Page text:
Grouping is an extremely important feature of caching. By making it easier for developers to clear out related items and for framework and application developers to isolate data among components, caching will become more common place and application performance will improve as a result.

Stash offers two methods of grouping, Stacks and Namespaces. Although similar they are meant to serve distinct purposes- Stacks are meant to give developers the ability to organize and invalidate their data in logical groups, while Namespaces exist to let frameworks isolate different systems from each other. Combined they allow library and application developers the ability to create Stacks and use Keys without having to worry key collision or what other libraries may be storing in the cache.


Stacks are a special kind of grouping system that allow cache items to be nested, similar to how folders are nested in filesystems. Stacks work by adding a special character to Keys, the slash, which tells the Implementing Library where the nesting points are. If the first character of the key is not a slash, Stacks behaves exactly like the standard Cache interfaces.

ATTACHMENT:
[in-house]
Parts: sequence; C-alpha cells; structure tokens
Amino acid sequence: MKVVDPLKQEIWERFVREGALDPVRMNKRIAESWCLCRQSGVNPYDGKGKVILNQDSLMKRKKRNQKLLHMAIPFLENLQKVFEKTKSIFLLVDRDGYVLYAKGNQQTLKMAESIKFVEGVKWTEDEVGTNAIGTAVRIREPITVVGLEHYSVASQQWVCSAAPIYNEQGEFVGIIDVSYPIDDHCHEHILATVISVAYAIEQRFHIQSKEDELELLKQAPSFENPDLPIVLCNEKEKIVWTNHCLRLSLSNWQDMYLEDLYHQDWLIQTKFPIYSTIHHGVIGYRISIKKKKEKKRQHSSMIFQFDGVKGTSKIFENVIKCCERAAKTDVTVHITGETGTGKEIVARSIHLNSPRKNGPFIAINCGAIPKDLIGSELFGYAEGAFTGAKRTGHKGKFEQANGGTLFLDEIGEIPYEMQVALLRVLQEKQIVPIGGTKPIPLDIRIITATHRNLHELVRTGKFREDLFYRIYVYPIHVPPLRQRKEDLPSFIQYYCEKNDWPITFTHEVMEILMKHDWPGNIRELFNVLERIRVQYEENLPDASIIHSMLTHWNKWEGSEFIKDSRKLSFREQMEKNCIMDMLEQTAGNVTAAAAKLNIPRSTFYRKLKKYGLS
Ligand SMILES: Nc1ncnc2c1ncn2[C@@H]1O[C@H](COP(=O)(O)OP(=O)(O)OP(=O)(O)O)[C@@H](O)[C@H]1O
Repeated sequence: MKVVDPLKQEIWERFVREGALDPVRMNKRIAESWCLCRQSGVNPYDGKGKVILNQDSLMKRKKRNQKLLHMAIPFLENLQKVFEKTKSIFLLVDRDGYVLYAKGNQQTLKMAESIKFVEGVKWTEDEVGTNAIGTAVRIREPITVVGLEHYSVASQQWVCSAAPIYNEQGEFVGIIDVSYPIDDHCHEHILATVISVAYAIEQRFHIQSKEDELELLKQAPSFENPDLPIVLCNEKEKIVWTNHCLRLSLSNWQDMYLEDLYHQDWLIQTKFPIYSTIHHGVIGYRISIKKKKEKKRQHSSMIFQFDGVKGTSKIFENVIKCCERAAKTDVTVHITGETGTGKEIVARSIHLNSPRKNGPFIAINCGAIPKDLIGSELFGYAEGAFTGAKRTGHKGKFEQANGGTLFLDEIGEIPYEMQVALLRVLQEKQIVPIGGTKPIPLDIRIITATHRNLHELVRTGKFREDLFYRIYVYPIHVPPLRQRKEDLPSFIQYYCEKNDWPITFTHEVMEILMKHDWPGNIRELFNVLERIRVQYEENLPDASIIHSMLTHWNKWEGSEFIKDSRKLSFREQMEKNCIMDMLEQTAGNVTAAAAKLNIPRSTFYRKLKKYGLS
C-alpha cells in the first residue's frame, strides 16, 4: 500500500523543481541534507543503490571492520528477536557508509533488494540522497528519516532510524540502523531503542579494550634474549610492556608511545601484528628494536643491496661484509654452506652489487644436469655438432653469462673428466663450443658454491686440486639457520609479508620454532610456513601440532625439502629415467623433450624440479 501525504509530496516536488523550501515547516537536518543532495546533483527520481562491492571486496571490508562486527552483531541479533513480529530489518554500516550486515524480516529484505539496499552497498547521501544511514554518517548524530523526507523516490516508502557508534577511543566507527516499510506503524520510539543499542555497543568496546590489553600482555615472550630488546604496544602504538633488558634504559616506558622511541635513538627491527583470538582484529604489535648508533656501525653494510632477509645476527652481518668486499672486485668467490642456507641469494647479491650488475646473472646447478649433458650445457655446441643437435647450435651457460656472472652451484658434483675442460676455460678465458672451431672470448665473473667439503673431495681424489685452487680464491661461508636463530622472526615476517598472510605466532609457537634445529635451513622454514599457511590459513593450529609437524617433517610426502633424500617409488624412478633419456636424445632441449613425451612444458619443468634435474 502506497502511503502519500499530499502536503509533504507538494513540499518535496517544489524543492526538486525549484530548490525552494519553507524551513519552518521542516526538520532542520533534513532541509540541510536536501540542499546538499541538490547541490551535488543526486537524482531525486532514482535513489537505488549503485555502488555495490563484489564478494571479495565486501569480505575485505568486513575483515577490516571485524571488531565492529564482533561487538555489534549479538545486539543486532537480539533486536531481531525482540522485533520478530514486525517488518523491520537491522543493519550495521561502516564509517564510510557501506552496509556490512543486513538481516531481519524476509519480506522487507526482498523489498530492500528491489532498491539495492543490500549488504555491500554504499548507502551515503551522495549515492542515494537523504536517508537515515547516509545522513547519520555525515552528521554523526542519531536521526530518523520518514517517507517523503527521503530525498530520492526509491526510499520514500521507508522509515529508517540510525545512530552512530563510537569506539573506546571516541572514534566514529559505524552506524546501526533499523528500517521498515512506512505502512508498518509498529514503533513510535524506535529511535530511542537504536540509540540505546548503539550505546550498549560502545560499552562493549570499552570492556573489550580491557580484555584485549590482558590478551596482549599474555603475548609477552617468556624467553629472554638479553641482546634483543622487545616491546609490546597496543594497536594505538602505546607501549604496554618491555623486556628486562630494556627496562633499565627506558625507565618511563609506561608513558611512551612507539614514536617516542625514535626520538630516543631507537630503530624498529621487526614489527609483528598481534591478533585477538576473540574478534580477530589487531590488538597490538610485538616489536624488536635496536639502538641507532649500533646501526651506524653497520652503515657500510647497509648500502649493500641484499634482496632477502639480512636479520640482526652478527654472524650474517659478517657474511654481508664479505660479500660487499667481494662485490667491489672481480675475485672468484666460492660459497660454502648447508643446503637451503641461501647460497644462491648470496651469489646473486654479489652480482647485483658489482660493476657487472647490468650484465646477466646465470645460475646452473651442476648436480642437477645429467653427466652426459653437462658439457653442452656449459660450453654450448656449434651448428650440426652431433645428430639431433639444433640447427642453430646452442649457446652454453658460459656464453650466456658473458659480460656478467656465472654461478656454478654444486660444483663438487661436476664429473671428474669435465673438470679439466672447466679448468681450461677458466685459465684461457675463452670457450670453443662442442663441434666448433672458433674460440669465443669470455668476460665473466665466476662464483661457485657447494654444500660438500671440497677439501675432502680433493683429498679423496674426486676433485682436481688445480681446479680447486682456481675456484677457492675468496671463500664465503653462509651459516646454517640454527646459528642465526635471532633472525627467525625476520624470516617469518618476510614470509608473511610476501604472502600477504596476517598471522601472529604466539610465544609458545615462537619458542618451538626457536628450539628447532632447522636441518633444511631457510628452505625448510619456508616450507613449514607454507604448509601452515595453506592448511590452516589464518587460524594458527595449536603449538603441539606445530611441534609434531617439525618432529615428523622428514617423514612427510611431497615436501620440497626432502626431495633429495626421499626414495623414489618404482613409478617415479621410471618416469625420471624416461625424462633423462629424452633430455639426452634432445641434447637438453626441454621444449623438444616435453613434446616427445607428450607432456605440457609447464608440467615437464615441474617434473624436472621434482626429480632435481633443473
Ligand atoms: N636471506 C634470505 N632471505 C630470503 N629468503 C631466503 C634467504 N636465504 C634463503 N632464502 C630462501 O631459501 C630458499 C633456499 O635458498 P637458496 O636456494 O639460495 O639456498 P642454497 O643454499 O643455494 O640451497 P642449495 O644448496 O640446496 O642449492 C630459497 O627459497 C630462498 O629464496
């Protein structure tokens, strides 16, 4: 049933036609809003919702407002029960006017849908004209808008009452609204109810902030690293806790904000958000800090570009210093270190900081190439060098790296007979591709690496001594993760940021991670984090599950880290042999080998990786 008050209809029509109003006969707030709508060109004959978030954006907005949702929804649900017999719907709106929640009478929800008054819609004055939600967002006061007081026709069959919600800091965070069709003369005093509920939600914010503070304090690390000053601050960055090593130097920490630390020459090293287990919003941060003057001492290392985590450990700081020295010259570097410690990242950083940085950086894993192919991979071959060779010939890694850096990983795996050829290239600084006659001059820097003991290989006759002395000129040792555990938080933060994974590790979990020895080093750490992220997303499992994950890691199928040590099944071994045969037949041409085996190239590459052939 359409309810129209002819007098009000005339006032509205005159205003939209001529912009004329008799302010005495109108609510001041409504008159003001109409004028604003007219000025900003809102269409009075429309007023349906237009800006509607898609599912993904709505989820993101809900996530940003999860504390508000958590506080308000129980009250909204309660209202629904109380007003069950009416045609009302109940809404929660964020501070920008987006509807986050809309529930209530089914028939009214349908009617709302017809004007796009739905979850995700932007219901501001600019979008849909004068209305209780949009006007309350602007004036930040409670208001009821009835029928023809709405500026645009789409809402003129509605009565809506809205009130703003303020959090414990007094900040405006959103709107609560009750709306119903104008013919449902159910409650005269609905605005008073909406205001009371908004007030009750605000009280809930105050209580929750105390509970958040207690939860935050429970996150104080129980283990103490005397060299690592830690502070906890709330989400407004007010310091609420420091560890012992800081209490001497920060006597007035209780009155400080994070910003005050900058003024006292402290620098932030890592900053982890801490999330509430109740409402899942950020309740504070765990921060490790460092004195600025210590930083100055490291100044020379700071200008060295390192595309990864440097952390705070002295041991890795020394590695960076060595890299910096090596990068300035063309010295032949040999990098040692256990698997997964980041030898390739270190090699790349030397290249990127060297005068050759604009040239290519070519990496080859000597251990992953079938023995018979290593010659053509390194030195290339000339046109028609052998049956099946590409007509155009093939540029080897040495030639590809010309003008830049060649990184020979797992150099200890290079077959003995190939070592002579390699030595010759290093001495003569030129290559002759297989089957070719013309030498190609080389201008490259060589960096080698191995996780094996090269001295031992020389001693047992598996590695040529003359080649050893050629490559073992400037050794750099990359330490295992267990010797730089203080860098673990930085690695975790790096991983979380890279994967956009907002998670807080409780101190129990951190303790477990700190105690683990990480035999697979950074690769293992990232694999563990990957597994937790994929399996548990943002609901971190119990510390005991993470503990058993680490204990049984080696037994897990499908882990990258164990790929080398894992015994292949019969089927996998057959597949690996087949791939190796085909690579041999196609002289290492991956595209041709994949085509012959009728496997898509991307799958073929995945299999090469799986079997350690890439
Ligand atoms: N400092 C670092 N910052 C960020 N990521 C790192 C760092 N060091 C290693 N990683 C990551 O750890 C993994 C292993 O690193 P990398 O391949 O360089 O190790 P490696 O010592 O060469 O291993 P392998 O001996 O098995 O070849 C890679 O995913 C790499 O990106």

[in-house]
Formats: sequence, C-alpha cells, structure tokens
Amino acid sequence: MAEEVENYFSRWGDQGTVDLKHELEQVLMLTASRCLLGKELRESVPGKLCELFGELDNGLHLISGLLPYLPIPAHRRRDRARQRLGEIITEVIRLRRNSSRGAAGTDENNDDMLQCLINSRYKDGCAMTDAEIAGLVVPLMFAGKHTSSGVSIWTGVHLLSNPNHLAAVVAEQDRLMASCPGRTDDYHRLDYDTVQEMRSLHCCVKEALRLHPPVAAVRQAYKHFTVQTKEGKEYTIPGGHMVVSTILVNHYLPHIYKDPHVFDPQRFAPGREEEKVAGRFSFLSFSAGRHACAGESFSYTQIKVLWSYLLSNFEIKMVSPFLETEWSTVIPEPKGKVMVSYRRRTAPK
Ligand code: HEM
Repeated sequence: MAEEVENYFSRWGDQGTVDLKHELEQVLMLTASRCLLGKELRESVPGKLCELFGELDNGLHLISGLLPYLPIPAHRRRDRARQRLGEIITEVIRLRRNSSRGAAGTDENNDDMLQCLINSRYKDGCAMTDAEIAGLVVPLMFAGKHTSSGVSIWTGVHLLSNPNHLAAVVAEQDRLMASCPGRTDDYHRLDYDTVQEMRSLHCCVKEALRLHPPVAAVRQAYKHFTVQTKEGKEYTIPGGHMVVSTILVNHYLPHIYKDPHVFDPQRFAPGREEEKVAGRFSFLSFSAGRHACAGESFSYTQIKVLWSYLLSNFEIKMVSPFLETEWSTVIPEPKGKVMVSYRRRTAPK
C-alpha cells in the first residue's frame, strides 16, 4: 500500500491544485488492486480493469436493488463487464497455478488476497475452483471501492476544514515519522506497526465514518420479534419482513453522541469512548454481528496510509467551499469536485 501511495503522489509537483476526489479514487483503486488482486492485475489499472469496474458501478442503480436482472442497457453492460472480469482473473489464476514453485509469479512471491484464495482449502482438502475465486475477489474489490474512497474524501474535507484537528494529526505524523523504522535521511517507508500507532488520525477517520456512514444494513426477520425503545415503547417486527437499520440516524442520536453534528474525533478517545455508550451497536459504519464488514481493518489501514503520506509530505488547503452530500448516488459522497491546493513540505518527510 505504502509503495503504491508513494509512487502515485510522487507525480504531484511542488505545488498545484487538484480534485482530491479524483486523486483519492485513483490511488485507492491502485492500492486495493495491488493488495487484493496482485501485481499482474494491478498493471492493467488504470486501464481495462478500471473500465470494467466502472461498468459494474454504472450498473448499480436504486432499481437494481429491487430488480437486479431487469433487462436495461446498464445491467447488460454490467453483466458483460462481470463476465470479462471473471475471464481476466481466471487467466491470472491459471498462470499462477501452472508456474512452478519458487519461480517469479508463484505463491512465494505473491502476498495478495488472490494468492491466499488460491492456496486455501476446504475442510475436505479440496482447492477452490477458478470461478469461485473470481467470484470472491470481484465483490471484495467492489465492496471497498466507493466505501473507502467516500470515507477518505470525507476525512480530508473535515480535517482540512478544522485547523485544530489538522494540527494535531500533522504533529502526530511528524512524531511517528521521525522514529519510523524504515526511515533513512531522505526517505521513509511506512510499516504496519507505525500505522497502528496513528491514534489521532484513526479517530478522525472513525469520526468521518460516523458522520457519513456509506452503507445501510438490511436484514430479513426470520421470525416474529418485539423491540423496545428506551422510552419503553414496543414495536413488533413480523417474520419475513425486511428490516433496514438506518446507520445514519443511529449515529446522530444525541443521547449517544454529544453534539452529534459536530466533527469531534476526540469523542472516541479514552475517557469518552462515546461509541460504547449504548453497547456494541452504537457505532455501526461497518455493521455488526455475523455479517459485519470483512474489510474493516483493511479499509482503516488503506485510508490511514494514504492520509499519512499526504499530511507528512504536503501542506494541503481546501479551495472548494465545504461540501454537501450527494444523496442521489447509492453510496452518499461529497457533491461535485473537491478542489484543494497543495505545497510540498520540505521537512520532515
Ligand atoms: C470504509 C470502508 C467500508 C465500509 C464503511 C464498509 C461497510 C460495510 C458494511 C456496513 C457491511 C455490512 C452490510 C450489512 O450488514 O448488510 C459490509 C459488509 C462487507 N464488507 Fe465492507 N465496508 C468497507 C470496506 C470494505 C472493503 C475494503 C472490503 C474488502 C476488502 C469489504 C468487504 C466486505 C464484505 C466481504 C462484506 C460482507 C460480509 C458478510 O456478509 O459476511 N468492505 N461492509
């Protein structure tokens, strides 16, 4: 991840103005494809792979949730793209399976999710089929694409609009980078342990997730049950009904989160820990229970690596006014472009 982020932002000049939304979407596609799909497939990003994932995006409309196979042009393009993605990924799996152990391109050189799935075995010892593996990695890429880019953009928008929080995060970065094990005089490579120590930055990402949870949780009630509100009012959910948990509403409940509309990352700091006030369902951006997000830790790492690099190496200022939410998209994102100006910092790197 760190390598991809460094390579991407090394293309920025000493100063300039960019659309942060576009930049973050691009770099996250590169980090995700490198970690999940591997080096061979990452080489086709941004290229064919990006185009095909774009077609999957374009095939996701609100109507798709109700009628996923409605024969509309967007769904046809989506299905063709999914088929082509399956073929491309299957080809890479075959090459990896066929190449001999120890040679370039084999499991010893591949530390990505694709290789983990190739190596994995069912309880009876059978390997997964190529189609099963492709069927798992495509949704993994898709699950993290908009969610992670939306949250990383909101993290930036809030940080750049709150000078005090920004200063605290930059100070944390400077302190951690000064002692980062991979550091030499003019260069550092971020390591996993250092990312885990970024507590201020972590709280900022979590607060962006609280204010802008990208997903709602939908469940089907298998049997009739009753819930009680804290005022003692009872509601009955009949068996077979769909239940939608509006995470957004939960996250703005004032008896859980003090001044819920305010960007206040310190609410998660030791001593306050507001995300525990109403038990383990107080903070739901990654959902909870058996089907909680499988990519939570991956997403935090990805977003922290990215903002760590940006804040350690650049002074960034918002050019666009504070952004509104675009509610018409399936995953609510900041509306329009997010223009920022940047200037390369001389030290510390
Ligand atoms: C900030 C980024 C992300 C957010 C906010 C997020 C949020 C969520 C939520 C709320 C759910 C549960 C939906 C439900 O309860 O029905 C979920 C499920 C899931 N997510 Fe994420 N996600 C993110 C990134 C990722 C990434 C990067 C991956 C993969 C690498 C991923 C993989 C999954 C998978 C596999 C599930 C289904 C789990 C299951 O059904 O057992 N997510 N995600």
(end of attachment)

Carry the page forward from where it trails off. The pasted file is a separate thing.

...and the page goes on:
An example key may look like "/Users/Bob/Friends", "/Users/Bob/Friends/Active" or just "/Users/Bob". The special thing about Stacks is that clearing out "/Users/Bob" also clears out "/Users/Bob/Friends" and "/Users/Bob/Friends/Active".


Namespaces can be used to separate the storage of different systems in the cache. This allows different sections to be cleared on an individual level, while also preventing overlapping keys.

Namespaces are controlled by the Pool::setNamespace($name) function. Once a namespace is set all operations the Pool and it's subsequent children Items do will in that isolated namespace (Items pulled out of the Pool before a namespace change maintain their original namespace).